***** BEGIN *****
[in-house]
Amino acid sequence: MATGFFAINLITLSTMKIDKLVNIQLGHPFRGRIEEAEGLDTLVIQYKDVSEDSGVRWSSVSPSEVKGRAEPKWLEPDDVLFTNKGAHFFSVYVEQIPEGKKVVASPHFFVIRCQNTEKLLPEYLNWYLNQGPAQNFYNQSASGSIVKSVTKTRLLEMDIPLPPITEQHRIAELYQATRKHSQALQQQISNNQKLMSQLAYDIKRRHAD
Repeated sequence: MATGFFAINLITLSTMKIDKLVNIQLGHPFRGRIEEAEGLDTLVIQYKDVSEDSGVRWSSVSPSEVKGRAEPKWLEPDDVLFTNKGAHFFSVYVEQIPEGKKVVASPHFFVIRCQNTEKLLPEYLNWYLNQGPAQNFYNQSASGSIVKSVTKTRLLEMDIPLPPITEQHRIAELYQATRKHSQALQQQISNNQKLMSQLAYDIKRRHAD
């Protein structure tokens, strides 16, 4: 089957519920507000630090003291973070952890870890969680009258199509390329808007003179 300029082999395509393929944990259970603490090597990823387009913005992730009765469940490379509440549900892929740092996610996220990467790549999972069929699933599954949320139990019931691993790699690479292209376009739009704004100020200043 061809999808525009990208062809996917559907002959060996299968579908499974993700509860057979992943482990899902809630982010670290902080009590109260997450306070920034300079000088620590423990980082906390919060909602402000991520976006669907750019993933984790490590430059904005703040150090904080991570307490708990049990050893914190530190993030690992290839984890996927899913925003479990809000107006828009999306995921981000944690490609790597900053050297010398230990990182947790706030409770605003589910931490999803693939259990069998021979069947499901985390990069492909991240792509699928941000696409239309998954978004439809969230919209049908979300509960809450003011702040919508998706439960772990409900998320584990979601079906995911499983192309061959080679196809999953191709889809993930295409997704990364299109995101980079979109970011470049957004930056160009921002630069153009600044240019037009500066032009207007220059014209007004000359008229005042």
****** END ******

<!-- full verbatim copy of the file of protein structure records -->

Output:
[in-house]
Amino acid sequence: MATGFFAINLITLSTMKIDKLVNIQLGHPFRGRIEEAEGLDTLVIQYKDVSEDSGVRWSSVSPSEVKGRAEPKWLEPDDVLFTNKGAHFFSVYVEQIPEGKKVVASPHFFVIRCQNTEKLLPEYLNWYLNQGPAQNFYNQSASGSIVKSVTKTRLLEMDIPLPPITEQHRIAELYQATRKHSQALQQQISNNQKLMSQLAYDIKRRHAD
Repeated sequence: MATGFFAINLITLSTMKIDKLVNIQLGHPFRGRIEEAEGLDTLVIQYKDVSEDSGVRWSSVSPSEVKGRAEPKWLEPDDVLFTNKGAHFFSVYVEQIPEGKKVVASPHFFVIRCQNTEKLLPEYLNWYLNQGPAQNFYNQSASGSIVKSVTKTRLLEMDIPLPPITEQHRIAELYQATRKHSQALQQQISNNQKLMSQLAYDIKRRHAD
């Protein structure tokens, strides 16, 4: 089957519920507000630090003291973070952890870890969680009258199509390329808007003179 300029082999395509393929944990259970603490090597990823387009913005992730009765469940490379509440549900892929740092996610996220990467790549999972069929699933599954949320139990019931691993790699690479292209376009739009704004100020200043 061809999808525009990208062809996917559907002959060996299968579908499974993700509860057979992943482990899902809630982010670290902080009590109260997450306070920034300079000088620590423990980082906390919060909602402000991520976006669907750019993933984790490590430059904005703040150090904080991570307490708990049990050893914190530190993030690992290839984890996927899913925003479990809000107006828009999306995921981000944690490609790597900053050297010398230990990182947790706030409770605003589910931490999803693939259990069998021979069947499901985390990069492909991240792509699928941000696409239309998954978004439809969230919209049908979300509960809450003011702040919508998706439960772990409900998320584990979601079906995911499983192309061959080679196809999953191709889809993930295409997704990364299109995101980079979109970011470049957004930056160009921002630069153009600044240019037009500066032009207007220059014209007004000359008229005042």